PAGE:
Service personnel are exposed to health risks during their deployment. They may be involved in clashes or other violent situations. There are other health risks too, though.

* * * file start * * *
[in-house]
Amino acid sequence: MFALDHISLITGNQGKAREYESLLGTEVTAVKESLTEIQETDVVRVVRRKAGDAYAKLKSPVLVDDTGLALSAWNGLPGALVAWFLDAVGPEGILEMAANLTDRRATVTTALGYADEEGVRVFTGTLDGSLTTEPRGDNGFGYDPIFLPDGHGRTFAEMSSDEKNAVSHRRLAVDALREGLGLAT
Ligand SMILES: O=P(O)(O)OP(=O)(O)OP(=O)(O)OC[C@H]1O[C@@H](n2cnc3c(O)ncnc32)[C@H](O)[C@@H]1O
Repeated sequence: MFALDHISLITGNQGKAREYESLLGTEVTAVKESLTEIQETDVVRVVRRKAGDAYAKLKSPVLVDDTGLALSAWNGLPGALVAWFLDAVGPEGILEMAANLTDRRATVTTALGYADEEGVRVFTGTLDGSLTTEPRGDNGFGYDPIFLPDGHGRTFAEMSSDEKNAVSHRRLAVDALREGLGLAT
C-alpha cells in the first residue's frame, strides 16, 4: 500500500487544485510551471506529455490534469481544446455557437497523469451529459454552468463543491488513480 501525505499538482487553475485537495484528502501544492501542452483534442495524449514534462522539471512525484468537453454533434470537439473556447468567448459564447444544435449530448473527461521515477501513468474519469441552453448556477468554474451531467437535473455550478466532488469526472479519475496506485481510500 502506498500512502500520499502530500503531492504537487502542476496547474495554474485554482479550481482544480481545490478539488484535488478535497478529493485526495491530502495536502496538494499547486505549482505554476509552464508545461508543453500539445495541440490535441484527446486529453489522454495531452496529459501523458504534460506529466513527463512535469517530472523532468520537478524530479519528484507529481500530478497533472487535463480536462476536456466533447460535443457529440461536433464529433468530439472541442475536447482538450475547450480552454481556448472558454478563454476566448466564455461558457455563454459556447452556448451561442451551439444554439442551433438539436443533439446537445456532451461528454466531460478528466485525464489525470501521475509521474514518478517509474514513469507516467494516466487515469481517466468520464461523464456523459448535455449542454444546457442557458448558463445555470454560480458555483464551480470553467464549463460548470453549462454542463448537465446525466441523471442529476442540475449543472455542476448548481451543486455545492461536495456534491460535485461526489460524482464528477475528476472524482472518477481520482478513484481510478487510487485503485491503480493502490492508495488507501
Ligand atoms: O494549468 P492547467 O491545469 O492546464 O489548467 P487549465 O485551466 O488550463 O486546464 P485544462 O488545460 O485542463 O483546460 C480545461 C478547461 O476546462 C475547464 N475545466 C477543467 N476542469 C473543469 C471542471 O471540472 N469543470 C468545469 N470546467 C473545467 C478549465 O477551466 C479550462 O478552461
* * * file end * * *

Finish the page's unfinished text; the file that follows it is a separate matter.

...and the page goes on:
Examples include infectious diseases, illnesses caused by insects and exposure to biological and chemical substances or environmental pollution. Adverse hygiene conditions, long working hours, limited opportunities to relax and living long-term in a heightened state of alertness and tension are factors encountered during missions and can cause health damage. Exposure to health risks, or a combination thereof, can be extraordinarily draining, physically and mentally. Most service personnel do not experience any adverse consequences on this account after their deployment has ended. That said, some service personnel will develop symptoms after their deployment. These will sometimes be physical symptoms for which no clear cause can be found. Such symptoms can include headaches, memory problems, impaired concentration, dizziness, muscle and joint pain, sleep disorders, fatigue, skin disorders and digestive problems.